Americans enjoy fried foods. It is estimated that the fried foods industry is a $75 Billion industry in the United States with a value at least double that for the rest or the world. Fried foods include a host of products, such as potato chips, donuts, chicken nuggets, and breaded seafood. The most popular fried food is French fries with over 8 billion pounds consumed annually in the United States. Exports of par-fried (partially) fried French fries totals over 1 billion pounds and growing. As billions or pounds of fried foods are produced and consumed each year in the United State alone, oil content in fried foods must be considered to significantly impact consumer health through obesity and obesity related health problems such as heart disease and high cholesterol. Healthy food choices exist for Americans, but most times at a cost and flavor disadvantage. This disclosure describes an alternative frying process system that would allow Americans to have healthier fried food choices by lowering fat and caloric content and still meeting consumer's cost and flavor requirements. The system comprises a Controlled Dynamic Radiant (CDR) Oven System.
The majority of French fries are served in quick serve restaurants (QSR) as a side item. Processors and producers of fried foods benefit from a high throughput and sales of a safe, value-added product. Consumers enjoy fried products such as French fries because of convenience, low cost, and appealing taste. Sensory properties include a golden color, crunchy crust, moist core, and a pleasing flavor.
While the process and product are popular, there are several key disadvantages of frying and fried foods. Product disadvantages are principally associated with oil quality and oil content of the final product. The foremost concern is the high caloric content of fried foods, primarily derived from the high oil content. By weight, chips may contain over 40% oil, doughnuts 20%, and French fries 15-20%. A large order of French fries contains, on average, approximately 540 calories and 26 g of fat. The FDA recommended daily intake (RDI) based on a 2,000-calorie diet is 65 g of fat, thus one large order of French flies approaches 45% of the RDI for fat.
Studies have shown remarkable ability in producing par-fried foods using controlled dynamic radiant (CDR) technology. CDR technology, where thermal radiant emitters are controlled in a variable combination of operational settings, can establish a heating system with variable levels of heat flux, surface temperatures, and wavelength distributions. In simple terms, such technology can provide a heating environment of variable adjustment and use, allowing operational settings that can heat the inside of a frozen product, the outside of the frozen product, or any particular combination of varied applied heat and temperature throughout the entire product size and shape. Although this CDR process is available, it has not been linked to commercially available equipment.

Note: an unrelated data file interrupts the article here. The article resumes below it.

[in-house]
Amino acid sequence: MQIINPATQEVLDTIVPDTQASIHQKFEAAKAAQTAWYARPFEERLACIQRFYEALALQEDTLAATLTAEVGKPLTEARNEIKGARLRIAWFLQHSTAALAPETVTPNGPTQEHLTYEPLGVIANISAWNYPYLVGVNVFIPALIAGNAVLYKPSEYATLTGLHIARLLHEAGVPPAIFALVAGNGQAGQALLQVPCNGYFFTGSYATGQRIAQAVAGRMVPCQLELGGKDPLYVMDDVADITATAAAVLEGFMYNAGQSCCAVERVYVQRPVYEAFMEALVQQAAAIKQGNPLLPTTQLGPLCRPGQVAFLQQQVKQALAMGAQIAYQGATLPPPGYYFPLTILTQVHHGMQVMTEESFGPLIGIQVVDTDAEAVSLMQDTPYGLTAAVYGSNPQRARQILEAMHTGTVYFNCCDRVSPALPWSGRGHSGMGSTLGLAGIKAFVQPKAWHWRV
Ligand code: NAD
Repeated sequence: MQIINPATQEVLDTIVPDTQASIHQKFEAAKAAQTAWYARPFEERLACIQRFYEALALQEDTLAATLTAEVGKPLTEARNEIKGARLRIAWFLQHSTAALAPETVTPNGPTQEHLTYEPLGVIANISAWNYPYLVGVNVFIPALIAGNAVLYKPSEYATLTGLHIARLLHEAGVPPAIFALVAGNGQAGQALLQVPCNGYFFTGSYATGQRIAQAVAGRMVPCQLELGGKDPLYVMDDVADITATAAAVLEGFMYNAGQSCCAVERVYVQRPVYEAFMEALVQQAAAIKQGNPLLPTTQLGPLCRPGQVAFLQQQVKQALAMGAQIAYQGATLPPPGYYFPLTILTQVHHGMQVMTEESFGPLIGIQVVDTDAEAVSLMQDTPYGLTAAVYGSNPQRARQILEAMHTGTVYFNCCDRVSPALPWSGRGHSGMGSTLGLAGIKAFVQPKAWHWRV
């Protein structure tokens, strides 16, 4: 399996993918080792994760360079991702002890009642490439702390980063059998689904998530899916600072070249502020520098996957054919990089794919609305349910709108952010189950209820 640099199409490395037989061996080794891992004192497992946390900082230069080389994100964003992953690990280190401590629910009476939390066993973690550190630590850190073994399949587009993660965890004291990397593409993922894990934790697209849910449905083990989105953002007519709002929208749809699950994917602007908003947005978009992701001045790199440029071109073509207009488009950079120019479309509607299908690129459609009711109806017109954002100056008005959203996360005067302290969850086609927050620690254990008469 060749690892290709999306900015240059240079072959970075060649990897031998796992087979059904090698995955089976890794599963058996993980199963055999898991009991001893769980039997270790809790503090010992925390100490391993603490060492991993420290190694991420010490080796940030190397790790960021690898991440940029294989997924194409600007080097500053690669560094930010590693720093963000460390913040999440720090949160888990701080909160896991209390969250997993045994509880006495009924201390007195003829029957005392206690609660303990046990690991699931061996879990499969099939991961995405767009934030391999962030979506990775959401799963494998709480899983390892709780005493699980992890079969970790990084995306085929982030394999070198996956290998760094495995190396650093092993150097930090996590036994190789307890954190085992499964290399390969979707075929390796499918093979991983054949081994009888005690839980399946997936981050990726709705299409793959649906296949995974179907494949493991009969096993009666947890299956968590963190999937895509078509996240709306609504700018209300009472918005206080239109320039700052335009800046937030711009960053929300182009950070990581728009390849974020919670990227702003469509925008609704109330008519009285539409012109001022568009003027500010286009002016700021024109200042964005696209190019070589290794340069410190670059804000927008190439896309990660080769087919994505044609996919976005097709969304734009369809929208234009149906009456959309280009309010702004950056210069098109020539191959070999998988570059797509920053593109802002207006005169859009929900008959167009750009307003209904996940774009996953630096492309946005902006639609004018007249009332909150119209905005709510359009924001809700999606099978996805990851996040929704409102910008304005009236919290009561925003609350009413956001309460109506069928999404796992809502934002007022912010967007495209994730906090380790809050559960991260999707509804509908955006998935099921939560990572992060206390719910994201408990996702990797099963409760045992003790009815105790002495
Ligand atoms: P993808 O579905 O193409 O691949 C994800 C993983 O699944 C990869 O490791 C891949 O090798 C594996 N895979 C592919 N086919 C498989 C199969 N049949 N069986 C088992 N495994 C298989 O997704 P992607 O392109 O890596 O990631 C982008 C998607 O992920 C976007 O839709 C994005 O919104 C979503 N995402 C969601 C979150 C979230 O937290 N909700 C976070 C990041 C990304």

One of the biggest challenges with the frying industry is the control of oil uptake and oil movement within a fried product. The use of various product coatings have led to decreases in oil uptake, but the process still suffers from a lack of control of this variable. Other disadvantages of immersion frying pertain to the use of finish fryers in QSRs. Frying oil degradation reduces oil and product quality as the oil ages and changes in chemical composition. Other disadvantages include initial oil cost, variable oil quality, cost of waste oil disposal, need for use of caustic cleaning agents, and the large number of burn accidents associated with immersion fryers that occur each year.
The majority of fryers in QSRs are used for finish frying of par-fried foods such as French fries, chicken strips, and seafood. An estimated 750,000 fryers are used in QSRs nationwide. This figure does not include institutions and wholesale manufacturers. Development of an alternative finish frying process would be of great economic importance to the snack food, food service, and fast food industries. The ideal process would produce the desirable characteristics of fried products, allow controlled oil content of the finished product, and replace the deep fat fryer in the QSR and other food service establishments, thereby eliminating or reducing the use of hot oil and hazards associated with its use.
The CDR process mimics the heat transfer during immersion frying. Immersion frying does not constitute a constant rate heal transfer but rather a dynamic heating process with initial rates on the order of 30,000 W/m2. Alternative methods to mimic immersion frying developed thus far have used convection air heat transfer end/or constant flux radiant heating. Each process has had some success; however, limitations exist. Convection heating cannot deliver the intense heat flux required for crust development without using high air velocities that dries the product and strips oil out. Radiant heat transfer applied only at constant rates result in a charred surface with an under-heated core unless a microwave radiation is applied first. Devices relying on a constant heat flux from an emission source to maintain a set point temperature environment produce food reported to be tougher, have a drier mouth feel, and have little resemblance to their traditionally fried counterpart. The fundamental aspects of frying a product without oil have largely been neglected.
Reproduction of the dynamic heat transfer rates found in immersion frying can be accomplishment by electromagnetic energy in the visible, near, and far infrared wavelengths from approximately 0.4 to 1000 μm. Radiant heat sources (emitters) are capable of generating over 100,000 W/m2 with precise control of the output. The incident heat flux intensity and spectral distribution affect the ratio and intensity of short and long wavelength radiation and thus the product heating rates and heating profiles (heat flux versus time). CDR technology provides this level of heating rates and profiles to reproduce immersion-frying characteristics without oil.
Laboratory evaluation of CDR technology with French fries found that the finished CDR prepared products were equally acceptable to those prepared by immersion frying. These evaluations determined that overall appearance, acceptability, flavor, and mouth feel were equal between the preparation methods